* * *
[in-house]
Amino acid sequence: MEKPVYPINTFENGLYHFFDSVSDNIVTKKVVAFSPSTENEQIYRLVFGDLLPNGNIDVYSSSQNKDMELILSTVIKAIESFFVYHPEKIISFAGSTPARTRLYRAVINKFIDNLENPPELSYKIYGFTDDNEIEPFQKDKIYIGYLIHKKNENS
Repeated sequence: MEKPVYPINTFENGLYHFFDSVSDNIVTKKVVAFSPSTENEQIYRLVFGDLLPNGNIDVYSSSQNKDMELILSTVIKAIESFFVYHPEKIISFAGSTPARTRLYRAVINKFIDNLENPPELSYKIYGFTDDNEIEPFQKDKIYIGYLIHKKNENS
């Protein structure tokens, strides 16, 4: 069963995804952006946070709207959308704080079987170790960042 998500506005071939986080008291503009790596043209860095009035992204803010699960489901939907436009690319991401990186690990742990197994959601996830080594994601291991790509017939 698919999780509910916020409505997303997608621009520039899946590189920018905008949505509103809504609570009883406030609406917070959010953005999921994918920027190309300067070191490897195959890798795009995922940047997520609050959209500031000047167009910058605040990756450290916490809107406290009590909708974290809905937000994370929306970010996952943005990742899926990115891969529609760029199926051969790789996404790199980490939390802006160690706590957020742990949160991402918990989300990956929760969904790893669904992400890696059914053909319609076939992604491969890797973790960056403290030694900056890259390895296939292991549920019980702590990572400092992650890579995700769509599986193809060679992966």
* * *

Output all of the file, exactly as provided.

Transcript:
[in-house]
Amino acid sequence: MEKPVYPINTFENGLYHFFDSVSDNIVTKKVVAFSPSTENEQIYRLVFGDLLPNGNIDVYSSSQNKDMELILSTVIKAIESFFVYHPEKIISFAGSTPARTRLYRAVINKFIDNLENPPELSYKIYGFTDDNEIEPFQKDKIYIGYLIHKKNENS
Repeated sequence: MEKPVYPINTFENGLYHFFDSVSDNIVTKKVVAFSPSTENEQIYRLVFGDLLPNGNIDVYSSSQNKDMELILSTVIKAIESFFVYHPEKIISFAGSTPARTRLYRAVINKFIDNLENPPELSYKIYGFTDDNEIEPFQKDKIYIGYLIHKKNENS
């Protein structure tokens, strides 16, 4: 069963995804952006946070709207959308704080079987170790960042 998500506005071939986080008291503009790596043209860095009035992204803010699960489901939907436009690319991401990186690990742990197994959601996830080594994601291991790509017939 698919999780509910916020409505997303997608621009520039899946590189920018905008949505509103809504609570009883406030609406917070959010953005999921994918920027190309300067070191490897195959890798795009995922940047997520609050959209500031000047167009910058605040990756450290916490809107406290009590909708974290809905937000994370929306970010996952943005990742899926990115891969529609760029199926051969790789996404790199980490939390802006160690706590957020742990949160991402918990989300990956929760969904790893669904992400890696059914053909319609076939992604491969890797973790960056403290030694900056890259390895296939292991549920019980702590990572400092992650890579995700769509599986193809060679992966």